To remain competitive in the market place of consumer products, industrial companies start to realize that it is essential to develop products that match the requirements of the modern and critical user. Therefore, user tests play an important role in developing consumer products in industry. Often, these tests are set up and analyzed using techniques from Design of Experiments. Typically, the blocking principle is used and the users are considered as blocks. A common problem is that it is not possible, for each test person, to undergo all treatments; for instance, because the person would get tired or bored. Therefore, the test design is chosen to be a balanced incomplete block design. A standard assumption in this set up, and in the analysis of the experimental data, is that the interaction between blocks and treatments is absent. However, it is our experience from various user tests that these interactions cannot be ignored beforehand. We therefore studied the consequence of block-treatment interactions for the analysis, by ANOVA and linear mixed models, of data from balanced incomplete block designs in user tests. The results from this study will be presented and conclusions will be given.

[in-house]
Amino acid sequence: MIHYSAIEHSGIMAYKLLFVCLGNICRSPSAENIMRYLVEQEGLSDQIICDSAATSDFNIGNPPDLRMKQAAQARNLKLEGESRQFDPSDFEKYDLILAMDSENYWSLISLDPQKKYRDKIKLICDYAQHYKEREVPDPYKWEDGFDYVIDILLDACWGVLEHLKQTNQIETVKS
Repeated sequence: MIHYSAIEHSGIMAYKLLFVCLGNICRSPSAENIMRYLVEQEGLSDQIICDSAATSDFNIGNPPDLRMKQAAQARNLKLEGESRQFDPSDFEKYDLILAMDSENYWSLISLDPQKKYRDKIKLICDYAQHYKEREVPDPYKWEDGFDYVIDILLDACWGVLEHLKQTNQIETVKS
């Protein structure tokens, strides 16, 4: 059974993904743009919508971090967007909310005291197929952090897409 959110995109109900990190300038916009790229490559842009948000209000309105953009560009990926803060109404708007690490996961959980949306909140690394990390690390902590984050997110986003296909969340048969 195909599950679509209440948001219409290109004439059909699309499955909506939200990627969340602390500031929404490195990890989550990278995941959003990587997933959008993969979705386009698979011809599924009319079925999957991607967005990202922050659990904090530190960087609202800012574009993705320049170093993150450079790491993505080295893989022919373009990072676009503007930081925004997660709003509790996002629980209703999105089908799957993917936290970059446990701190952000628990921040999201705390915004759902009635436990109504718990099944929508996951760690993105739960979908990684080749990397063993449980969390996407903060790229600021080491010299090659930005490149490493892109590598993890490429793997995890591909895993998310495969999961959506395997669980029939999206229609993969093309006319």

Websites form a major gateway into services offered by niche consultancies. Websites are the first stop for customers to find information about the services offered. This experience can be vital in the customer forming his first impressions about the organisation. With web channel being the most slippery channel, a potential customer can easily be lost to competitors. Website design is therefore extremely important. Web usability and design factors which emotionally appeal to the customers help the formation of “sticky” relationships with customers. Facilities which provide metrics for web analytics are freely available and can be helpful if used appropriately. Feedback from customers is a fundamental source of information to guide design and assess effectiveness of a website. Customer-centred design is popular in most conventional businesses such as automobiles and food packaging. In the present paper, we propose a customer-centred design strategy for website design to meet customers’ emotional needs as users and patrons. Kansei Engineering is a methodology which captures emotional response to products and services. An administrative change provided an opportunity to review the ISRU website and to redevelop it. ISRU is a self-financing unit within the School of Mathematics and Statistics, Newcastle University. The statistical services it offers are of general applicability but nevertheless seek to satisfy a niche market. A baseline summary was obtained to compare with post implementation results. The well established I*PROMS website provided access to examples of historic and current web analytic data which were used to develop metrics for assessing effectiveness in the particular case of a niche technical consultancy unit. The paper reports the project which was carried out using Six Sigma project methodology. Websites cannot remain static but must be responsive to disruptive innovation and other vectors of change. Website design is put in a historical context with the aim of tracing future requirements for change.